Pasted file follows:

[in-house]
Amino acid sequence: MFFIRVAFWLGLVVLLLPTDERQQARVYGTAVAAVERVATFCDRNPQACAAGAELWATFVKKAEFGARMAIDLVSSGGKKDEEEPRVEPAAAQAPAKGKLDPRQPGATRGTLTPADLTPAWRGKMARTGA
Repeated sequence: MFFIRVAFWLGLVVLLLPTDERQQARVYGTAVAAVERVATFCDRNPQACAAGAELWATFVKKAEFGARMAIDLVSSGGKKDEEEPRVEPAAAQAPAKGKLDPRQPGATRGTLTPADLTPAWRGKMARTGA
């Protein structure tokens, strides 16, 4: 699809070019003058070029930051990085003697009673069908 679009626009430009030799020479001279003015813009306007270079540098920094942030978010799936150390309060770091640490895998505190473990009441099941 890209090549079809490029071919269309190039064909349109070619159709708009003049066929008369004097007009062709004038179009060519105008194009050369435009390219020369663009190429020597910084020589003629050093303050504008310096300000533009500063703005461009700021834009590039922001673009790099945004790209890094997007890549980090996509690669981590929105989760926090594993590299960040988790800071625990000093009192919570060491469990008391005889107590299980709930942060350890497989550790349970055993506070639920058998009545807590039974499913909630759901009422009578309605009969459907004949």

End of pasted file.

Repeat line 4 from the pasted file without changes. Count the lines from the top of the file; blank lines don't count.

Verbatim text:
């Protein structure tokens, strides 16, 4: 699809070019003058070029930051990085003697009673069908 679009626009430009030799020479001279003015813009306007270079540098920094942030978010799936150390309060770091640490895998505190473990009441099941 890209090549079809490029071919269309190039064909349109070619159709708009003049066929008369004097007009062709004038179009060519105008194009050369435009390219020369663009190429020597910084020589003629050093303050504008310096300000533009500063703005461009700021834009590039922001673009790099945004790209890094997007890549980090996509690669981590929105989760926090594993590299960040988790800071625990000093009192919570060491469990008391005889107590299980709930942060350890497989550790349970055993506070639920058998009545807590039974499913909630759901009422009578309605009969459907004949």